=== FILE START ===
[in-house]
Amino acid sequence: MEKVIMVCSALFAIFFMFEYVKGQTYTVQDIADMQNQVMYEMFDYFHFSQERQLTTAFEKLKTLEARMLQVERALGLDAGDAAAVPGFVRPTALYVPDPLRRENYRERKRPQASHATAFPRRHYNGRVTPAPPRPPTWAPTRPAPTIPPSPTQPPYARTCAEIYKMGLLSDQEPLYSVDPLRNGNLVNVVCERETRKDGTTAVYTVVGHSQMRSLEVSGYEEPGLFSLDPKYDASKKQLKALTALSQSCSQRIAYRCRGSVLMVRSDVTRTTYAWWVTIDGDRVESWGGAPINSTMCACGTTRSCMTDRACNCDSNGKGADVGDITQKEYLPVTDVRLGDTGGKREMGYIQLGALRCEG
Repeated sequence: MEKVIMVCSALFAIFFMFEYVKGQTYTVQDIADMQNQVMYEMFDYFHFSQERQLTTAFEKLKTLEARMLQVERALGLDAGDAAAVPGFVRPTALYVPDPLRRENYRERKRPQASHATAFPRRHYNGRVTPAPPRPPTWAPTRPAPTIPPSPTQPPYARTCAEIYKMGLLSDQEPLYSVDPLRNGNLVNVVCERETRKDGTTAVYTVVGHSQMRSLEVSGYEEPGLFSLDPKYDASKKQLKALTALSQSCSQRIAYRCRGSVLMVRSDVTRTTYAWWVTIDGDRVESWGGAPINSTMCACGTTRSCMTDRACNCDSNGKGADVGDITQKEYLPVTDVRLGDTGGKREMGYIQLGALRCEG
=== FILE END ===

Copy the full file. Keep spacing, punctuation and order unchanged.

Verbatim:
[in-house]
Amino acid sequence: MEKVIMVCSALFAIFFMFEYVKGQTYTVQDIADMQNQVMYEMFDYFHFSQERQLTTAFEKLKTLEARMLQVERALGLDAGDAAAVPGFVRPTALYVPDPLRRENYRERKRPQASHATAFPRRHYNGRVTPAPPRPPTWAPTRPAPTIPPSPTQPPYARTCAEIYKMGLLSDQEPLYSVDPLRNGNLVNVVCERETRKDGTTAVYTVVGHSQMRSLEVSGYEEPGLFSLDPKYDASKKQLKALTALSQSCSQRIAYRCRGSVLMVRSDVTRTTYAWWVTIDGDRVESWGGAPINSTMCACGTTRSCMTDRACNCDSNGKGADVGDITQKEYLPVTDVRLGDTGGKREMGYIQLGALRCEG
Repeated sequence: MEKVIMVCSALFAIFFMFEYVKGQTYTVQDIADMQNQVMYEMFDYFHFSQERQLTTAFEKLKTLEARMLQVERALGLDAGDAAAVPGFVRPTALYVPDPLRRENYRERKRPQASHATAFPRRHYNGRVTPAPPRPPTWAPTRPAPTIPPSPTQPPYARTCAEIYKMGLLSDQEPLYSVDPLRNGNLVNVVCERETRKDGTTAVYTVVGHSQMRSLEVSGYEEPGLFSLDPKYDASKKQLKALTALSQSCSQRIAYRCRGSVLMVRSDVTRTTYAWWVTIDGDRVESWGGAPINSTMCACGTTRSCMTDRACNCDSNGKGADVGDITQKEYLPVTDVRLGDTGGKREMGYIQLGALRCEG